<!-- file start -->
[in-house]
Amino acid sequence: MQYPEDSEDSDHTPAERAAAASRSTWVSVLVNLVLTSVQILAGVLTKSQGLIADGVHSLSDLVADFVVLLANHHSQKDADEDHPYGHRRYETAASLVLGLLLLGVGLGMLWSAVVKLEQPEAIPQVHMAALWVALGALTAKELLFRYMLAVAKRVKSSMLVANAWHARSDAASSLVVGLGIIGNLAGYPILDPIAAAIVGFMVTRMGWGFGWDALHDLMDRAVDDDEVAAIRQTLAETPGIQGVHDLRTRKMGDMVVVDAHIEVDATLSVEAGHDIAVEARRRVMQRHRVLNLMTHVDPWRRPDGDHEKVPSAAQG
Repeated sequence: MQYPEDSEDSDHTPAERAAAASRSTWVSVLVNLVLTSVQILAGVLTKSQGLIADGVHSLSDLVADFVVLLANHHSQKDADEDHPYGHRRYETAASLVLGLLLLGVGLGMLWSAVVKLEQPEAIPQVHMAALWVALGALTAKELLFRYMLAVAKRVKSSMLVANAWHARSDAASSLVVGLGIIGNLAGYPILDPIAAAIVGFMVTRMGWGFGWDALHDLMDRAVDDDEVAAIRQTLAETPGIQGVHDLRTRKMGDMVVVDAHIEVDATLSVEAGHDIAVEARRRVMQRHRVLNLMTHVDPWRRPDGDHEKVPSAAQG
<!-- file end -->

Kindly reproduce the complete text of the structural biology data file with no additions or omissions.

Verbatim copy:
[in-house]
Amino acid sequence: MQYPEDSEDSDHTPAERAAAASRSTWVSVLVNLVLTSVQILAGVLTKSQGLIADGVHSLSDLVADFVVLLANHHSQKDADEDHPYGHRRYETAASLVLGLLLLGVGLGMLWSAVVKLEQPEAIPQVHMAALWVALGALTAKELLFRYMLAVAKRVKSSMLVANAWHARSDAASSLVVGLGIIGNLAGYPILDPIAAAIVGFMVTRMGWGFGWDALHDLMDRAVDDDEVAAIRQTLAETPGIQGVHDLRTRKMGDMVVVDAHIEVDATLSVEAGHDIAVEARRRVMQRHRVLNLMTHVDPWRRPDGDHEKVPSAAQG
Repeated sequence: MQYPEDSEDSDHTPAERAAAASRSTWVSVLVNLVLTSVQILAGVLTKSQGLIADGVHSLSDLVADFVVLLANHHSQKDADEDHPYGHRRYETAASLVLGLLLLGVGLGMLWSAVVKLEQPEAIPQVHMAALWVALGALTAKELLFRYMLAVAKRVKSSMLVANAWHARSDAASSLVVGLGIIGNLAGYPILDPIAAAIVGFMVTRMGWGFGWDALHDLMDRAVDDDEVAAIRQTLAETPGIQGVHDLRTRKMGDMVVVDAHIEVDATLSVEAGHDIAVEARRRVMQRHRVLNLMTHVDPWRRPDGDHEKVPSAAQG